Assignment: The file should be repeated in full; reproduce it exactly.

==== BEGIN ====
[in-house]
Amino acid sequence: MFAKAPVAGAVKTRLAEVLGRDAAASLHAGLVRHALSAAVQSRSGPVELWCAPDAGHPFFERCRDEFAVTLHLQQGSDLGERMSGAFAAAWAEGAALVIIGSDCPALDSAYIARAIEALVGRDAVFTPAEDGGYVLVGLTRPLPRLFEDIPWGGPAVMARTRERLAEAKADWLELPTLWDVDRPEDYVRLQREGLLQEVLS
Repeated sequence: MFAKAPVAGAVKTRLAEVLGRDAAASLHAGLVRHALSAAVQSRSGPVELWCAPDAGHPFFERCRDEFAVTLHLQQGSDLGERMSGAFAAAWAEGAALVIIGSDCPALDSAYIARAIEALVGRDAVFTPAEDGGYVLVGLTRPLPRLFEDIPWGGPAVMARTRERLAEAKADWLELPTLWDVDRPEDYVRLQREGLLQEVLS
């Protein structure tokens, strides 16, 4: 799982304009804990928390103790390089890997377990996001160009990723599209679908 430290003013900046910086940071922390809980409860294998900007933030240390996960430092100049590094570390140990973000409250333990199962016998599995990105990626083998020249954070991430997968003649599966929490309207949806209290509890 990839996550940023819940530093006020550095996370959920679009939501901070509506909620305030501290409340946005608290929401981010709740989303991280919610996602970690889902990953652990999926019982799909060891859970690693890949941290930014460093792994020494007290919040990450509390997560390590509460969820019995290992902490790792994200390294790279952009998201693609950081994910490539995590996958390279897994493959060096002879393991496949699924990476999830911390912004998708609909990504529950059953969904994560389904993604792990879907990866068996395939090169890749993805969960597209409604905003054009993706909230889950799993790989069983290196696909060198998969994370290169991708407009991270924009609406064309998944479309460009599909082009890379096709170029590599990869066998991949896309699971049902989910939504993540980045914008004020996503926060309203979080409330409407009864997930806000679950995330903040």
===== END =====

[in-house]
Amino acid sequence: MFAKAPVAGAVKTRLAEVLGRDAAASLHAGLVRHALSAAVQSRSGPVELWCAPDAGHPFFERCRDEFAVTLHLQQGSDLGERMSGAFAAAWAEGAALVIIGSDCPALDSAYIARAIEALVGRDAVFTPAEDGGYVLVGLTRPLPRLFEDIPWGGPAVMARTRERLAEAKADWLELPTLWDVDRPEDYVRLQREGLLQEVLS
Repeated sequence: MFAKAPVAGAVKTRLAEVLGRDAAASLHAGLVRHALSAAVQSRSGPVELWCAPDAGHPFFERCRDEFAVTLHLQQGSDLGERMSGAFAAAWAEGAALVIIGSDCPALDSAYIARAIEALVGRDAVFTPAEDGGYVLVGLTRPLPRLFEDIPWGGPAVMARTRERLAEAKADWLELPTLWDVDRPEDYVRLQREGLLQEVLS
């Protein structure tokens, strides 16, 4: 799982304009804990928390103790390089890997377990996001160009990723599209679908 430290003013900046910086940071922390809980409860294998900007933030240390996960430092100049590094570390140990973000409250333990199962016998599995990105990626083998020249954070991430997968003649599966929490309207949806209290509890 990839996550940023819940530093006020550095996370959920679009939501901070509506909620305030501290409340946005608290929401981010709740989303991280919610996602970690889902990953652990999926019982799909060891859970690693890949941290930014460093792994020494007290919040990450509390997560390590509460969820019995290992902490790792994200390294790279952009998201693609950081994910490539995590996958390279897994493959060096002879393991496949699924990476999830911390912004998708609909990504529950059953969904994560389904993604792990879907990866068996395939090169890749993805969960597209409604905003054009993706909230889950799993790989069983290196696909060198998969994370290169991708407009991270924009609406064309998944479309460009599909082009890379096709170029590599990869066998991949896309699971049902989910939504993540980045914008004020996503926060309203979080409330409407009864997930806000679950995330903040």